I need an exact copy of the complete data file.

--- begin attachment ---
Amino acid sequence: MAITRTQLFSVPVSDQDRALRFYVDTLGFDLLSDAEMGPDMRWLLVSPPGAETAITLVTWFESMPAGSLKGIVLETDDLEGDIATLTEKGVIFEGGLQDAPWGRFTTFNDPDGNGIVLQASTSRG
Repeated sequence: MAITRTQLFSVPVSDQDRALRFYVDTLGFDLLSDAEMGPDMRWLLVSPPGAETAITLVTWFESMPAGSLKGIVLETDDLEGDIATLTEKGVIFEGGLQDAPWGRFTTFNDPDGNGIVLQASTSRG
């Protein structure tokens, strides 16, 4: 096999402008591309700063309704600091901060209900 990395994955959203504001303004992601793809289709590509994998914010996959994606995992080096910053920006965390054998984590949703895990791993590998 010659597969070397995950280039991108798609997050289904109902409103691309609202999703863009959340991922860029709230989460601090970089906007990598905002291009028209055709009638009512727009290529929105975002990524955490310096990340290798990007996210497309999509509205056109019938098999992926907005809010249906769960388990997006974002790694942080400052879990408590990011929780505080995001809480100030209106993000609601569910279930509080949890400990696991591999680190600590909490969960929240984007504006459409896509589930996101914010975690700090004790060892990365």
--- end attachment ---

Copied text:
Amino acid sequence: MAITRTQLFSVPVSDQDRALRFYVDTLGFDLLSDAEMGPDMRWLLVSPPGAETAITLVTWFESMPAGSLKGIVLETDDLEGDIATLTEKGVIFEGGLQDAPWGRFTTFNDPDGNGIVLQASTSRG
Repeated sequence: MAITRTQLFSVPVSDQDRALRFYVDTLGFDLLSDAEMGPDMRWLLVSPPGAETAITLVTWFESMPAGSLKGIVLETDDLEGDIATLTEKGVIFEGGLQDAPWGRFTTFNDPDGNGIVLQASTSRG
């Protein structure tokens, strides 16, 4: 096999402008591309700063309704600091901060209900 990395994955959203504001303004992601793809289709590509994998914010996959994606995992080096910053920006965390054998984590949703895990791993590998 010659597969070397995950280039991108798609997050289904109902409103691309609202999703863009959340991922860029709230989460601090970089906007990598905002291009028209055709009638009512727009290529929105975002990524955490310096990340290798990007996210497309999509509205056109019938098999992926907005809010249906769960388990997006974002790694942080400052879990408590990011929780505080995001809480100030209106993000609601569910279930509080949890400990696991591999680190600590909490969960929240984007504006459409896509589930996101914010975690700090004790060892990365």